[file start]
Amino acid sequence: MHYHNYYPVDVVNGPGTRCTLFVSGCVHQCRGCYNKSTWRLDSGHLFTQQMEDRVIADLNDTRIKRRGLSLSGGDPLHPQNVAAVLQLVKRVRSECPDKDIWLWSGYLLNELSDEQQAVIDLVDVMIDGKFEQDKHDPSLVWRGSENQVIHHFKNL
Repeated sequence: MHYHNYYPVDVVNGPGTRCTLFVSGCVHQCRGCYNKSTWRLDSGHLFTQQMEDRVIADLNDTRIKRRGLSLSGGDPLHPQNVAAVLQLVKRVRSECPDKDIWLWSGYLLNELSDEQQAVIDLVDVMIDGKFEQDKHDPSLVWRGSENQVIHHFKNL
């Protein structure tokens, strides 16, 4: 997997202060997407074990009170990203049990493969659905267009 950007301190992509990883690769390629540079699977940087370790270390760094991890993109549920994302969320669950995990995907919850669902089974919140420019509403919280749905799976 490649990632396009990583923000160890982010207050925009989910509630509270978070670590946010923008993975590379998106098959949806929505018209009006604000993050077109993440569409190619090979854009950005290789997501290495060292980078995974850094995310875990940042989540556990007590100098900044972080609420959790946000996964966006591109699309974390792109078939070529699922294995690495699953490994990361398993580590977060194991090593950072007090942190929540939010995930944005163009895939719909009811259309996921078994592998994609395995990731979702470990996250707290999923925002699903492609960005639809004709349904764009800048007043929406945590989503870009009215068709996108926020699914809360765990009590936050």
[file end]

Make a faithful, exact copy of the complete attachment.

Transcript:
Amino acid sequence: MHYHNYYPVDVVNGPGTRCTLFVSGCVHQCRGCYNKSTWRLDSGHLFTQQMEDRVIADLNDTRIKRRGLSLSGGDPLHPQNVAAVLQLVKRVRSECPDKDIWLWSGYLLNELSDEQQAVIDLVDVMIDGKFEQDKHDPSLVWRGSENQVIHHFKNL
Repeated sequence: MHYHNYYPVDVVNGPGTRCTLFVSGCVHQCRGCYNKSTWRLDSGHLFTQQMEDRVIADLNDTRIKRRGLSLSGGDPLHPQNVAAVLQLVKRVRSECPDKDIWLWSGYLLNELSDEQQAVIDLVDVMIDGKFEQDKHDPSLVWRGSENQVIHHFKNL
């Protein structure tokens, strides 16, 4: 997997202060997407074990009170990203049990493969659905267009 950007301190992509990883690769390629540079699977940087370790270390760094991890993109549920994302969320669950995990995907919850669902089974919140420019509403919280749905799976 490649990632396009990583923000160890982010207050925009989910509630509270978070670590946010923008993975590379998106098959949806929505018209009006604000993050077109993440569409190619090979854009950005290789997501290495060292980078995974850094995310875990940042989540556990007590100098900044972080609420959790946000996964966006591109699309974390792109078939070529699922294995690495699953490994990361398993580590977060194991090593950072007090942190929540939010995930944005163009895939719909009811259309996921078994592998994609395995990731979702470990996250707290999923925002699903492609960005639809004709349904764009800048007043929406945590989503870009009215068709996108926020699914809360765990009590936050």